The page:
Jan 19 2010
As part of her series on autism quackery, Chicago Tribune writer Trine Tsouderos has written another eye-opening article – this one about the drug OSR#1 that is being given as a “supplement” to children with autism.
The story highlights what I have been writing for years – that the current supplement regulation in the US under the Dietary Supplement Health and Education Act (DSHEA) is an anti-consumer farse.
OSR#1 is a drug. It is a compound that was manufactured by a company for its pharmacological activity. They claim it was developed as an anti-oxidant, but the Tribune reports that the compound may have originally been developed as an industrial chelator – a compound that binds heavy metals to clean them from soil or industrial spills.
OSR#1 is being marketed now as a “supplement” with claims that it is an antioxidant. But it is being used by parents in the autism community with the (wink wink, nod nod) understanding that it is a chelator, to treat presumed mercury toxicity as a cause of autism (a disproven hypothesis).
Even the antioxidant claims seem bogus. The company claims OSR#1 scavenges hydroxyl radicals, but as Vanderbilt’s Roberts is quoted in the Tribune:
“Hydroxyl radicals are the most reactive radicals that are formed,” he wrote to the Tribune. “They oxidize everything, so in essence all molecules are hydroxyl radical scavengers.”
So in essence the regulations that we have now allow for a company to take an industrial chemical, market it as a “supplement” with trumped up antioxidant claims (the latest buzz word), and yet the market for the drug is children with a serious illness, and the effect of the drug is a powerful pharmacological effect (chelation) that is normally only done under a doctor’s supervision because of the inherent risks. This is all done without providing any evidence for safety or efficacy.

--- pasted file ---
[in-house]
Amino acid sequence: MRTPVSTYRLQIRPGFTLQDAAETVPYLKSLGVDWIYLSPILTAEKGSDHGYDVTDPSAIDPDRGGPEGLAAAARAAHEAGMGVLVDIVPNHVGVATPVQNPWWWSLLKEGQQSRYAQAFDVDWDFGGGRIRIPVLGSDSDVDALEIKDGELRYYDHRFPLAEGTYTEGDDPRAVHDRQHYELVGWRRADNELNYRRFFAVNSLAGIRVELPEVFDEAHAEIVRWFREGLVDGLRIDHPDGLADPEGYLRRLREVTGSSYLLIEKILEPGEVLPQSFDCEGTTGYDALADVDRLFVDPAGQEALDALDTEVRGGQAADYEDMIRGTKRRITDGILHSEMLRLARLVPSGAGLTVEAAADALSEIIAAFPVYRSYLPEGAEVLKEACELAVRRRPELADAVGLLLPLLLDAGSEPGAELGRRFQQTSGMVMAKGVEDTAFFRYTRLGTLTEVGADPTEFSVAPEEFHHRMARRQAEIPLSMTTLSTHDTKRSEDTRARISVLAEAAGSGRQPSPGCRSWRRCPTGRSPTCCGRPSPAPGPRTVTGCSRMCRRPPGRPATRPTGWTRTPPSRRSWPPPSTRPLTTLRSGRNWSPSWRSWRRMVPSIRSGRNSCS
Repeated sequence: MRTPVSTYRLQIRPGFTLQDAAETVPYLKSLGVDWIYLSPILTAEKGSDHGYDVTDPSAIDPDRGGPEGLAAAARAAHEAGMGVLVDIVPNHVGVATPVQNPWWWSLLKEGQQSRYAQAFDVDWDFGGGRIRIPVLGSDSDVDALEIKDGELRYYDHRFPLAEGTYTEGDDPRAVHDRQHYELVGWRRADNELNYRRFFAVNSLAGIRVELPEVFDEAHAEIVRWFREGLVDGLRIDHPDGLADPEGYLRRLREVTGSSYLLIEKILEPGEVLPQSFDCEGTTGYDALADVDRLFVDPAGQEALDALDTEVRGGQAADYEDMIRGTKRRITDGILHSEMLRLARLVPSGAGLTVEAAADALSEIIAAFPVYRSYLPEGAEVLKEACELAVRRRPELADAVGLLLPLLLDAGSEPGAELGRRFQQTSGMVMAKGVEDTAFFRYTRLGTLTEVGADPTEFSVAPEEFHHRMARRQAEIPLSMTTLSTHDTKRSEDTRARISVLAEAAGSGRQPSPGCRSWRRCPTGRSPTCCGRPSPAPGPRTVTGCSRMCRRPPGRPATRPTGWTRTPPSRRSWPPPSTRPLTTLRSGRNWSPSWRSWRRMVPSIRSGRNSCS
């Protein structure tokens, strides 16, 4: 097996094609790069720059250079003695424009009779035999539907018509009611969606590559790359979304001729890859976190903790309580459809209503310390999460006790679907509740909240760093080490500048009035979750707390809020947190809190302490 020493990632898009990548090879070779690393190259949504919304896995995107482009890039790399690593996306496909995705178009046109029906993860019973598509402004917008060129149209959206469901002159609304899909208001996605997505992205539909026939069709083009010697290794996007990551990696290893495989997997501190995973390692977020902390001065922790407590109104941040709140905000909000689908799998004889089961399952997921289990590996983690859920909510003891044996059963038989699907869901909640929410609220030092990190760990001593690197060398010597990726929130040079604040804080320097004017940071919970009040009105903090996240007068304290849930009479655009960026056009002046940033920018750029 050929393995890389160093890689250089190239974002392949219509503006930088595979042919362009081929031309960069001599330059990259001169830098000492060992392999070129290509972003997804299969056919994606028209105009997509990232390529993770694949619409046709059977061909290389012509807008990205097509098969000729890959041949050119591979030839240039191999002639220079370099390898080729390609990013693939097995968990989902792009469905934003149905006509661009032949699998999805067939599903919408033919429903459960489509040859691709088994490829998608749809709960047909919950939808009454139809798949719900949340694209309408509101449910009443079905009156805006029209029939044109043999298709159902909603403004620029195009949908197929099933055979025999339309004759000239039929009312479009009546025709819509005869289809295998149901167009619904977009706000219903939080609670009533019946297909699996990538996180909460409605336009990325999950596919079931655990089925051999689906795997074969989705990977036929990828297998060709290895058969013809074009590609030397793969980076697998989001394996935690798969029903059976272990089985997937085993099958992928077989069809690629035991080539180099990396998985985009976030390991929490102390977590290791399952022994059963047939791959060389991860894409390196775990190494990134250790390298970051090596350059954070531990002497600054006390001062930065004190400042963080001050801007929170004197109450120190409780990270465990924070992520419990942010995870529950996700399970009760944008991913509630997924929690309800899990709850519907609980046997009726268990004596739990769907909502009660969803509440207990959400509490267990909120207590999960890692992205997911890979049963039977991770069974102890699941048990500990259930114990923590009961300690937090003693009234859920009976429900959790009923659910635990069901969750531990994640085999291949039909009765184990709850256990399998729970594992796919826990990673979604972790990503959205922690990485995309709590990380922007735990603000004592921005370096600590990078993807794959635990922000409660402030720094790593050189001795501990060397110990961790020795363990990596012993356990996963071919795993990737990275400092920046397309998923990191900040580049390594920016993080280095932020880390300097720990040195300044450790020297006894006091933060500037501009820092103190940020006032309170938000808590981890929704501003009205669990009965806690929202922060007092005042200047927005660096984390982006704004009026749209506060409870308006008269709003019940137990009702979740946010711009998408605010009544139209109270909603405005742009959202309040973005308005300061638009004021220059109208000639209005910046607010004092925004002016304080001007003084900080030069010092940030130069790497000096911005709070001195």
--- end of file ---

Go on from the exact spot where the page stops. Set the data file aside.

According to the Tribune the FDA is looking into the matter – and says that the company is supposed to provide safety data (which does not mean necessarily research – just information as to why the compound can be expected to be safe, which can be nothing more than – it’s been used for a long time). However, the company has not provided the requisite information, and has not responded to the Tribune’s request for safety data.
All of this, in my opinion, seems like a conscious effort to drive a drug through the giant “supplement” loop whole that DSHEA has created in the regulation of drugs in this country.
Now, chemicals developed as powerful chelators are magically regulated as if they were food because the company slaps the latest supplement buzz words on their website.
DSHEA is broken. It needs to be fixed.
Hopefully the FDA with get a little more proactive, now that some public attention is being shown to this scandal. But the FDA famously lacks resources and teeth enough to deal with all the supplement scams that are out there. The public, and in this case vulnerable children, are left without even the most basic protections from potentially harmful and almost certainly worthless compounds.
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